PAINTING & ILLUSTRATION
Recently, I am taking part in a couple of exhibitions. Usually, this is quite a busy time, from one art show to another. Last month I participated in an art exhibition in Udine, Italy and soon, basically in 2 days' time, I will have my exhibition at the Steiner Gallery in Vienna.
If you're curious to check how the process of the preparation for a personal art exhibition looks like - then, I hope you'll find the below information handy.
After you have successfuly signed the contract with the gallery you feel simply amazing and full of overwhelming "I can do it!" energy :) That's great, because your positive attitude plays an important role in the preparations, which are time-consuming and not so easy at the beginning, especially with the respective customs regulations. But if you treat this as a challenge, and not a problem, then it's an interesting process to experience.
1. CAREFULLY SELECT THE EXHIBITED PIECES
It's up to you to make a selection of your artworks, which will be shown at the art show, so make sure you choose the ones that define your style best. For my exhibition in Vienna, where I am going to show twenty of my works, I have selected impresssionistic landscapes on canvas and my women portraits. Naturally, it's good as well to have the opinion of the gallery owners to confirm your selected works will go well together.
2. MAKE AN INVENTORY LIST OF YOUR PAINTINGS
This is a very important step, which is useful in the customs procedure. Make a list of all your pieces and accompany them with clear photographs and description.
My list contained such information as: title of the work, size, medium and the pricelist. This list you can then forward to your art gallery and use for the shipment of your paintings abroad. The more details the inventory includes, the better it is. As an example, the inventory of my artwork "Paradise found" looks as follows:
Artist: Aleksandra Bzdzikot
Title: "Paradise found"
Size: 70 cm x 50 cm
Medium: oil on canvas
Year of production: 2016
Origin: CH (Switzerland)
3. CHECK THE CUSTOMS REGULATIONS
This is the tricky part and the most difficult at the same time. If you're shipping your art abroad you must find out in advance how to do it and what is the correct procedure. If you are based in an EU country and you are shipping your works to another EU country - then I think it's less of a hustle.
My case was different. I was shipping works from outside of EU (Switzerland) into the EU (Austria). It took me quite a while to get to know the regulations and it ended up with endless phone calls with the customs officers, who do not necessarily know other languages that their own :-) Therefore, if you do not speak well the language of the country of import it's better, in my view, to rely on help of your friends, in my case German-speaking friends. Customs regulations are legal regulations, therefore, it is essential to fully understand them. When you export something from Switzerland and import it into another country you are legally obliged to pay the customs duty, import taxes and VAT, depending on your case.
I decided to make an ATA Carnet, which helps me to smoothly cross the border without paying any taxes, provided all the works will be imported back to Switzerland. It works perfectly if you are shipping many artworks and you don't want to be caught up at the customs control with no documents for your paintings.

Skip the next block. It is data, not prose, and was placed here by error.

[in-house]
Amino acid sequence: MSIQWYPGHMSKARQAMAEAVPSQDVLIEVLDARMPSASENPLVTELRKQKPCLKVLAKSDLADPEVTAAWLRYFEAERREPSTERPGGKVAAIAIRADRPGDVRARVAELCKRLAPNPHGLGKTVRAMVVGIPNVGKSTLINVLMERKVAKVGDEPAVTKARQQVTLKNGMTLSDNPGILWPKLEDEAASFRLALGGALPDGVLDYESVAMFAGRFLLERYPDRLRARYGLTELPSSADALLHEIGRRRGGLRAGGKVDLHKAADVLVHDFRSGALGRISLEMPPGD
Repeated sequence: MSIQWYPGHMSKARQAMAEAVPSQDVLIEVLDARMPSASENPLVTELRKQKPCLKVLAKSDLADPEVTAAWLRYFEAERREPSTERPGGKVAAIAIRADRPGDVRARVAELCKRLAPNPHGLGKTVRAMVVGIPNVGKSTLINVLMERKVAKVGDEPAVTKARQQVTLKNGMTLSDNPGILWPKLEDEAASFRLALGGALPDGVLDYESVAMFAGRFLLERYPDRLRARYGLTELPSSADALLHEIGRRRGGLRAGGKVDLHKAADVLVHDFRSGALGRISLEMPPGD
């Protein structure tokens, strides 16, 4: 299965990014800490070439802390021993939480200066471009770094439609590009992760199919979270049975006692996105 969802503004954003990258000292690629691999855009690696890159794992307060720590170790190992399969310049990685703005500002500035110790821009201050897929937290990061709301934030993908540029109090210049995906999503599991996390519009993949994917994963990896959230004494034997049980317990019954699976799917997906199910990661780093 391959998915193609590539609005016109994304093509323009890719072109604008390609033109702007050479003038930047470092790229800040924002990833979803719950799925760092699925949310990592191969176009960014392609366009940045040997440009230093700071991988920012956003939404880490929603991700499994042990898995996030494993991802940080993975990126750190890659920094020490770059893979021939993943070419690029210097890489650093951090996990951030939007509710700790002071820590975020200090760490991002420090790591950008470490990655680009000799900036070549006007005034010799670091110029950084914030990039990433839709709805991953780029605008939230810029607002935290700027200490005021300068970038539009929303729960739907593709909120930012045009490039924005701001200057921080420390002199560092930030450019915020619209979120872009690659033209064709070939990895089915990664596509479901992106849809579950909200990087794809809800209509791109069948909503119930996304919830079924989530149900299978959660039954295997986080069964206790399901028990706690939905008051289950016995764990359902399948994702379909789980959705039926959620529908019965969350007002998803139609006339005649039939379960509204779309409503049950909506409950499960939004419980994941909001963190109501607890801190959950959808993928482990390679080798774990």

It looks quite complicated, I know! But once you figure out how to do it, you can surely say you have become a junior expert in customs law :)
4. DECIDE IF YOUR ARTWORKS REQUIRE FRAMING
If some of your artworks are not on canvas, but on paper or other medium they need framing. Make sure you frame them in advance, to have a big supply of time before the exhibition. If you have many works to frame, try to negotatie with your frames supplier, as the framing costs can be quite high.
Frame increases the dimensions of your artwork, so it's advisable to put it in your inventory and tick the pieces which are framed.
5. FIX A HANGING OPTION AT THE BACK OF YOUR PAINTINGS
This concerns paintings on canvas. Those, which are framed, ussually have hacks or hangers at the back of the frame.
When it comes to canvas, you are not equipped with any hanging option. Therefore, it is very important to fix a hanging at the back of your canvas painting before shipping it to your gallery. The best option is to install a wire on screws, like I did.
Pack the works properly to avoid any damage during transportation. Regardless of the fact whether it's a domestic or international transport put enough layers of the bubble plastic wrap to protect it from the scratches and dents.
If you're exhibiting abroad, you need to think about the best and cost-effective shipping option for your painitngs. This depends on:
a) the size of the artworks
b) the distance to your exhibit location
c) the way of transport: car, plane, shipping forwarder company
My transport to Vienna first was going to be by car from Zurich, but then I resigned from this option to take a flight. The size of my paintings allowed me to put them into 3 big suitcases of checked baggage and arrive to Vienna within 1 hour flight. One painting had nonstandard dimensions, so I was able to take it on board of a plane.
The flight option works well if the size of your paintings can fit into a big luggage case. Just remember to arrive early at the airport before the departure to go to the customs and stamp your ATA Carnet.
As soon as you ship and hang your paintings in the gallery it's time to relax before the vernissage! I am spending my days in Vienna strolling around the city and visiting its splendid museums and art galleries.
The vernissage at the Steiner Gallery starts tomorrow at 19:00 and I will be happy to welcome you there!
See you next time,